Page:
The Culture of Dominance in Horse Training
When we take a look at the mainstream horse training methods, we are very often confronted with forms of dominance towards horses requesting them to enter into submission to our demands. Looking closely at the horses’ reactions, this is regularly accompanied by subtle (or not so subtle) signs of stress and fear.
How often did I hear in my early horse years that I have to assert myself, that I have to show the horse that I am the boss, etc. Yes, I do want to have some form of ‘lead’ when I work with my horses and I want to be able to make decisions that are followed by the horse and if it is simply for the reason of safety for myself as well as the horse. I also like certain boundaries to be kept in place but this is a two-way street and includes me respecting the boundaries of the horse. However, I do not have to force this so-called ‘leadership’ but rather build it and have it develop as a ‘healthy connection’ between two individuals of different species where the horses are being given the chance to learn what is asked of them. In this setting, I like to leave the horse its ‘voice’ and ‘personality’ in a learning environment that is as stress-free as possible and gives the horse the chance to process the given tasks and to progress in simple understandable steps.
We are probably used to the dominant approaches from the more competitive equestrian disciplines. But unfortunately, even the supposed to be kind and gentle world of ‘natural horsemanship’ is not free of it and may have even strengthened and reinforced it by basing its methods on the underlying theory of horse herds being led by a dominant horse, the ‘alpha’ mare, etc. And then applying this theory while at the same time misreading and misinterpreting behavioural expressions of horses which indicate stress and fear.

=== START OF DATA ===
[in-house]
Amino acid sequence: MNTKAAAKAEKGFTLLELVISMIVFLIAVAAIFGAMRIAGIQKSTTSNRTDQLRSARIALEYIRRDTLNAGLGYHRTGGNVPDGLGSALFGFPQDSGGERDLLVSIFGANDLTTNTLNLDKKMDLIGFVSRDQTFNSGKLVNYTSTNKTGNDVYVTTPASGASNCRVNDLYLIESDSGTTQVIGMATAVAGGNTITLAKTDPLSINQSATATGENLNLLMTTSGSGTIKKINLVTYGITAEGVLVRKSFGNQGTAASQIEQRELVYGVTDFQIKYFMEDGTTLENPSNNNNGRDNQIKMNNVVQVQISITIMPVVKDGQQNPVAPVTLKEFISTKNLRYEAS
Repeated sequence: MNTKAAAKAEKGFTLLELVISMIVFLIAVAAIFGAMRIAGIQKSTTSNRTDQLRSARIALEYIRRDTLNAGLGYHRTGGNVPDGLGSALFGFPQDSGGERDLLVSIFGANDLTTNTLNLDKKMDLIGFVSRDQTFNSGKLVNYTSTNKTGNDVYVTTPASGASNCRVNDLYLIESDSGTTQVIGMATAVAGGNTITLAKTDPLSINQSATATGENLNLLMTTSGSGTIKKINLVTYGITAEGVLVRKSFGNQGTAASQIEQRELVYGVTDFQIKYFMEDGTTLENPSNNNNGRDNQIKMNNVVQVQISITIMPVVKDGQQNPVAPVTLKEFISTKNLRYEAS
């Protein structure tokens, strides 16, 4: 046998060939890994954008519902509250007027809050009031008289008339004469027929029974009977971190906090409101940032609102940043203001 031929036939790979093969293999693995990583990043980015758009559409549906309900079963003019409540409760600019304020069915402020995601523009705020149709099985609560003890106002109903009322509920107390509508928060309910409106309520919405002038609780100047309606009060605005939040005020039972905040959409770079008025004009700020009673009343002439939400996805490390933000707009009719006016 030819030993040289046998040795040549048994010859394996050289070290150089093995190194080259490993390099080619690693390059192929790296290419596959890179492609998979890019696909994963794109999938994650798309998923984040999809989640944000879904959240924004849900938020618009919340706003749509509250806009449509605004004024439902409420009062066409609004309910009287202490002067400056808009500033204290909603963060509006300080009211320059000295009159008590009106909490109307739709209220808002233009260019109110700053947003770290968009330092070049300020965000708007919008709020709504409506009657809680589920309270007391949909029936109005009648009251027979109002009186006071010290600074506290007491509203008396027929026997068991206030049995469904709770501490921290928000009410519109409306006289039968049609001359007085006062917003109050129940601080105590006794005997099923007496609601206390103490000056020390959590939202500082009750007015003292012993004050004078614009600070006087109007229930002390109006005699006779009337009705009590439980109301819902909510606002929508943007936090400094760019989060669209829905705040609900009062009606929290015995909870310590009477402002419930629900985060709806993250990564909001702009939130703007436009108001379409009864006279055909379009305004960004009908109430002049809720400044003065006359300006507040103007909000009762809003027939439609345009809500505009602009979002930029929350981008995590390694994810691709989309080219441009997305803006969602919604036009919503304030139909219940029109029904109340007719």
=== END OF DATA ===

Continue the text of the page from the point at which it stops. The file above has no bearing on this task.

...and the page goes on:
Licking and chewing indicates fear and anxiety rather than understanding and learning
I have seen highly celebrated natural horsemanship trainers demonstrating their methods in practice pushing beyond the horses’ fears and capacity of understanding, overlooking and/or misinterpreting their signs of distress and anxiety such as licking and chewing and referring to them as signs of learning and understanding, i.e. the horse says ‘I got it’. In fact, if you do some research into the field of equine behavioural studies, you will learn that this form of licking and chewing in training sessions is a sign of release of tension after a stressful situation ended or the horse cannot escape a stressful situation and retreats to licking and chewing as a form of ‘displacement behaviour’ for the fear and anxiety experienced (see for example N. Waran, The Welfare of Horses).
More than once, I had to watch such signs of stress being dismissed and disregarded or celebrated as a breakthrough in the horse’s learning and understanding and the work being continued with even more pressure pushing the horses – who naturally respond by flight rather than fight – as far as seeing no other way out than reacting with more expressive ways of showing their discomfort, such as strong attempts to escape, rearing, kicking, etc. It is startling how training methods promoted as being humane and in the best interest of the horse in that their training supposedly reduces the stress for the horse considers a stress response as a sign of success rather than as what it is: a sign of fear and discomfort.
We have to understand that the horse’s personality is not one that looks for conflict or wilful disobedience but rather one that will follow you if you create a safe and relaxed environment where the horse can trust you as a reliable guide, i.e. that what you request will not harm, cause stress or damage the horse, and that the given task can be understood and mentally and physically processed and performed by the horse.